6 ADVERSE REACTIONS The following adverse reactions are discussed in other sections of the labeling: •Hepatotoxicity [see Warnings and Precautions (5.2)]. •PCP Prevention: The most frequent adverse reactions (≥25% that required discontinuation) were diarrhea, rash, headache, nausea, and fever. (6.1) •PCP Treatment: The most frequent adverse reactions (≥14% that required discontinuation) were rash (including maculopapular), nausea, diarrhea, headache, vomiting, and fever. (6.1) To report SUSPECTED ADVERSE REACTIONS, contact GlaxoSmithKline at 1-888-825-5249 or FDA at 1-800-FDA-1088 or www.fda.gov/medwatch. 6.1 Clinical Trials Experience Because clinical trials are conducted under widely varying conditions, adverse reaction rates observed in the clinical trials of a drug cannot be directly compared with rates in the clinical trials of another drug and may not reflect the rates observed in practice. Additionally, because many subjects who participated in clinical trials with MEPRON had complications of advanced human immunodeficiency virus (HIV) disease, it was often difficult to distinguish adverse reactions caused by MEPRON from those caused by underlying medical conditions. PCP Prevention Trials In two clinical trials, MEPRON suspension was compared with dapsone or aerosolized pentamidine in HIV-1-infected adolescent (13 to 18 years) and adult subjects at risk of PCP (CD4 count <200 cells/mm3 or a prior episode of PCP) and unable to tolerate TMP-SMX. Dapsone Comparative Trial: In the dapsone comparative trial (n = 1,057), the majority of subjects were white (64%), male (88%), and receiving prophylaxis for PCP at randomization (73%); the mean age was 38 years. Subjects received MEPRON suspension 1,500 mg once daily (n = 536) or dapsone 100 mg once daily (n = 521); median durations of exposure were 6.7 and 6.5 months, respectively. Adverse reaction data were collected only for adverse reactions requiring discontinuation of treatment, which occurred at similar frequencies in subjects treated with MEPRON suspension or dapsone (Table 1). Among subjects taking neither dapsone nor atovaquone at enrollment (n = 487), adverse reactions requiring discontinuation of treatment occurred in 43% of subjects treated with dapsone and 20% of subjects treated with MEPRON suspension. Gastrointestinal adverse reactions (nausea, diarrhea, and vomiting) were more frequently reported in subjects treated with MEPRON suspension (Table 1). Table 1. Percentage (>2%) of Subjects with Selected Adverse Reactions Requiring Discontinuation of Treatment in the Dapsone Comparative PCP Prevention Trial Adverse Reaction All Subjects MEPRON Suspension 1,500 mg/day (n = 536) % Dapsone 100 mg/day (n = 521) % Rash 6.3 8.8 Nausea 4.1 0.6 Diarrhea 3.2 0.2 Vomiting 2.2 0.6 Aerosolized Pentamidine Comparative Trial: In the aerosolized pentamidine comparative trial (n = 549), the majority of subjects were white (79%), male (92%), and were primary prophylaxis patients at enrollment (58%); the mean age was 38 years. Subjects received MEPRON suspension once daily at a dose of 750 mg (n = 188) or 1,500 mg (n = 175) or received aerosolized pentamidine 300 mg every 4 weeks (n = 186); the median durations of exposure were 6.2, 6.0, and 7.8 months, respectively. Table 2 summarizes the clinical adverse reactions reported by ≥20% of the subjects receiving either the 1,500-mg dose of MEPRON suspension or aerosolized pentamidine. Rash occurred more often in subjects treated with MEPRON suspension (46%) than in subjects treated with aerosolized pentamidine (28%). Treatment‑limiting adverse reactions occurred in 25% of subjects treated with MEPRON suspension 1,500 mg once daily and in 7% of subjects treated with aerosolized pentamidine. The most frequent adverse reactions requiring discontinuation of dosing in the group receiving MEPRON suspension 1,500 mg once daily were rash (6%), diarrhea (4%), and nausea (3%). The most frequent adverse reaction requiring discontinuation of dosing in the group receiving aerosolized pentamidine was bronchospasm (2%). Table 2. Percentage (≥20%) of Subjects with Selected Adverse Reactions in the Aerosolized Pentamidine Comparative PCP Prevention Trial Adverse Reaction MEPRON Suspension 1,500 mg/day (n = 175) % Aerosolized Pentamidine (n = 186) % Diarrhea 42 35 Rash 39 28 Headache 28 22 Nausea 26 23 Fever 25 18 Rhinitis 24 17 Other reactions occurring in ≥10% of subjects receiving the recommended dose of MEPRON suspension (1,500 mg once daily) included vomiting, sweating, flu syndrome, sinusitis, pruritus, insomnia, depression, and myalgia. PCP Treatment Trials Safety information is presented from 2 clinical efficacy trials of the MEPRON tablet formulation: 1) a randomized, double‑blind trial comparing MEPRON tablets with TMP‑SMX in subjects with acquired immunodeficiency syndrome (AIDS) and mild‑to‑moderate PCP [(A‑a)DO2] ≤45 mm Hg and PaO2 ≥60 mm Hg on room air; 2) a randomized, open-label trial comparing MEPRON tablets with intravenous (IV) pentamidine isethionate in subjects with mild‑to‑moderate PCP who could not tolerate trimethoprim or sulfa antimicrobials. TMP‑SMX Comparative Trial: In the TMP‑SMX comparative trial (n = 408), the majority of subjects were white (66%) and male (95%); the mean age was 36 years. Subjects received MEPRON 750 mg (three 250‑mg tablets) 3 times daily for 21 days or TMP 320 mg plus SMX 1,600 mg 3 times daily for 21 days; median durations of exposure were 21 and 15 days, respectively. Table 3 summarizes all clinical adverse reactions reported by ≥10% of the trial population regardless of attribution. Nine percent of subjects who received MEPRON and 24% of subjects who received TMP‑SMX discontinued therapy due to an adverse reaction. Among the subjects who discontinued, 4% of subjects receiving MEPRON and 8% of subjects in the TMP-SMX group discontinued therapy due to rash. The incidence of adverse reactions with MEPRON suspension at the recommended dose (750 mg twice daily) was similar to that seen with the tablet formulation. Table 3. Percentage (≥10%) of Subjects with Selected Adverse Reactions in the TMP-SMX Comparative PCP Treatment Trial Adverse Reaction MEPRON Tablets (n = 203) % TMP‑SMX (n = 205) % Rash (including maculopapular) 23 34 Nausea 21 44 Diarrhea 19 7 Headache 16 22 Vomiting 14 35 Fever 14 25 Insomnia 10 9 Two percent of subjects treated with MEPRON and 7% of subjects treated with TMP‑SMX had therapy prematurely discontinued due to elevations in ALT/AST. Pentamidine Comparative Trial: In the pentamidine comparative trial (n = 174), the majority of subjects in the primary therapy trial population (n = 145) were white (72%) and male (97%); the mean age was 37 years. Subjects received MEPRON 750 mg (three 250‑mg tablets) 3 times daily for 21 days or a 3- to 4‑mg/kg single pentamidine isethionate IV infusion daily for 21 days; the median durations of exposure were 21 and 14 days, respectively. Table 4 summarizes the clinical adverse reactions reported by ≥10% of the primary therapy trial population regardless of attribution. Fewer subjects who received MEPRON reported adverse reactions than subjects who received pentamidine (63% vs. 72%). However, only 7% of subjects discontinued treatment with MEPRON due to adverse reactions, while 41% of subjects who received pentamidine discontinued treatment for this reason. Of the 5 subjects who discontinued therapy with MEPRON, 3 reported rash (4%). Rash was not severe in any subject. The most frequently cited reasons for discontinuation of pentamidine therapy were hypoglycemia (11%) and vomiting (9%). Table 4. Percentage (≥10%) of Subjects with Selected Adverse Reactions in the Pentamidine Comparative PCP Treatment Trial (Primary Therapy Group) Adverse Reaction MEPRON Tablets (n = 73) % Pentamidine (n = 71) % Fever 40 25 Nausea 22 37 Rash 22 13 Diarrhea 21 31 Insomnia 19 14 Headache 18 28 Vomiting 14 17 Cough 14 1 Sweat 10 3 Monilia, oral 10 3 Laboratory abnormality was reported as the reason for discontinuation of treatment in 2 of 73 subjects (3%) who received MEPRON, and in 14 of 71 subjects (20%) who received pentamidine. One subject (1%) receiving MEPRON had elevated creatinine and BUN levels and 1 subject (1%) had elevated amylase levels. In this trial, elevated levels of amylase occurred in subjects (8% versus 4%) receiving MEPRON tablets or pentamidine, respectively. 6.2 Postmarketing Experience The following adverse reactions have been identified during post-approval use of MEPRON suspension. Because these reactions are reported voluntarily from a population of uncertain size, it is not always possible to reliably estimate their frequency or establish a causal relationship to drug exposure. Blood and Lymphatic System Disorders Methemoglobinemia, thrombocytopenia. Immune System Disorders Hypersensitivity reactions including angioedema, bronchospasm, throat tightness, and urticaria. Eye Disorders Vortex keratopathy. Gastrointestinal Disorders Pancreatitis. Hepatobiliary Disorders Hepatitis, fatal liver failure. Skin and Subcutaneous Tissue Disorders Erythema multiforme, Stevens-Johnson syndrome, and skin desquamation. Renal and Urinary Disorders Acute renal impairment.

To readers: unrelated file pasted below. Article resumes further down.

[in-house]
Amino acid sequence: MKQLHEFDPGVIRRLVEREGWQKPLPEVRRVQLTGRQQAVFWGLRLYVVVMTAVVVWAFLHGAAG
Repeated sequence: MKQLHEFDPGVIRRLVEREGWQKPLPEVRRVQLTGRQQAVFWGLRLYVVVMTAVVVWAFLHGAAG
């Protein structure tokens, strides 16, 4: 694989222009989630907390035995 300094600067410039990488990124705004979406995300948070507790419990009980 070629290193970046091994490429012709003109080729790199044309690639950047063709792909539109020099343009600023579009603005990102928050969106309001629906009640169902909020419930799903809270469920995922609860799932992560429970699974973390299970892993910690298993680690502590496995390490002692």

7 DRUG INTERACTIONS •Concomitant administration of rifampin or rifabutin reduces atovaquone concentrations; concomitant use with MEPRON suspension is not recommended. (7.1) •Concomitant administration of tetracycline reduces atovaquone concentrations; use caution when coadministering. Monitor patients for potential loss of efficacy of MEPRON if coadministration of tetracycline is necessary. (7.2) •Concomitant administration with metoclopramide reduces atovaquone concentrations; administer concomitantly only if other antiemetics are not available. (7.3) •Concomitant administration of indinavir reduces indinavir trough concentrations; use caution when coadministering. Monitor patients for potential loss of efficacy of indinavir if coadministration is necessary. (7.4) 7.1 Rifampin/Rifabutin Concomitant administration of rifampin or rifabutin and MEPRON suspension is known to reduce atovaquone concentrations [see Clinical Pharmacology (12.3)]. Concomitant administration of MEPRON suspension and rifampin or rifabutin is not recommended. 7.2 Tetracycline Concomitant administration of tetracycline and MEPRON suspension has been associated with a reduction in plasma concentrations of atovaquone [see Clinical Pharmacology (12.3)]. Caution should be used when prescribing tetracycline concomitantly with MEPRON suspension. Monitor patients for potential loss of efficacy of MEPRON if coadministration is necessary. 7.3 Metoclopramide Metoclopramide may reduce the bioavailability of atovaquone and should be used only if other antiemetics are not available [see Clinical Pharmacology (12.3)]. 7.4 Indinavir Concomitant administration of atovaquone and indinavir did not result in any change in the steady-state AUC and Cmax of indinavir but resulted in a decrease in the Ctrough of indinavir [see Clinical Pharmacology (12.3)]. Caution should be exercised when prescribing MEPRON suspension with indinavir due to the decrease in trough concentrations of indinavir. Monitor patients for potential loss of efficacy of indinavir if coadministration with MEPRON suspension is necessary.
8 USE IN SPECIFIC POPULATIONS 8.1 Pregnancy Pregnancy Category C There are no adequate and well-controlled studies in pregnant women. MEPRON should be used during pregnancy only if the potential benefit justifies the potential risk to the fetus. Atovaquone was not teratogenic and did not cause reproductive toxicity in rats at plasma concentrations up to 2 to 3 times the estimated human exposure (dose of 1,000 mg/kg/day in rats). Atovaquone caused maternal toxicity in rabbits at plasma concentrations that were approximately one-half the estimated human exposure. Mean fetal body lengths and weights were decreased and there were higher numbers of early resorption and post‑implantation loss per dam (dose of 1,200 mg/kg/day in rabbits). It is not clear whether these effects were caused by atovaquone directly or were secondary to maternal toxicity. Concentrations of atovaquone in rabbit fetuses averaged 30% of the concurrent maternal plasma concentrations. In a separate study in rats given a single 14C‑radiolabelled dose (1,000 mg/kg), concentrations of radiocarbon in rat fetuses were 18% (middle gestation) and 60% (late gestation) of concurrent maternal plasma concentrations. 8.3 Nursing Mothers It is not known whether atovaquone is excreted into human milk. Because many drugs are excreted into human milk, caution should be exercised when MEPRON is administered to a nursing woman. In a rat study (with doses of 10 and 250 mg/kg), atovaquone concentrations in the milk were 30% of the concurrent atovaquone concentrations in the maternal plasma at both doses. 8.4 Pediatric Use Evidence of safety and effectiveness in pediatric patients (aged 12 years and younger) has not been established. In a trial of MEPRON suspension administered once daily with food for 12 days to 27 HIV-1-infected, asymptomatic infants and children aged between 1 month and 13 years, the pharmacokinetics of atovaquone were age-dependent. The average steady-state plasma atovaquone concentrations in the 24 subjects with available concentration data are shown in Table 5. Table 5. Average Steady-state Plasma Atovaquone Concentrations in Pediatric Subjects Age Dose of MEPRON Suspension 10 mg/kg 30 mg/kg 45 mg/kg Average Css in mcg/mL (mean ± SD) 1-3 months 5.9 (n = 1) 27.8 ± 5.8 (n = 4) _ >3-24 months 5.7 ± 5.1 (n = 4) 9.8 ± 3.2 (n = 4) 15.4 ± 6.6 (n = 4) >2-13 years 16.8 ± 6.4 (n = 4) 37.1 ± 10.9 (n = 3) _ Css = Concentration at steady state. 8.5 Geriatric Use Clinical trials of MEPRON did not include sufficient numbers of subjects aged 65 years and older to determine whether they respond differently from younger subjects.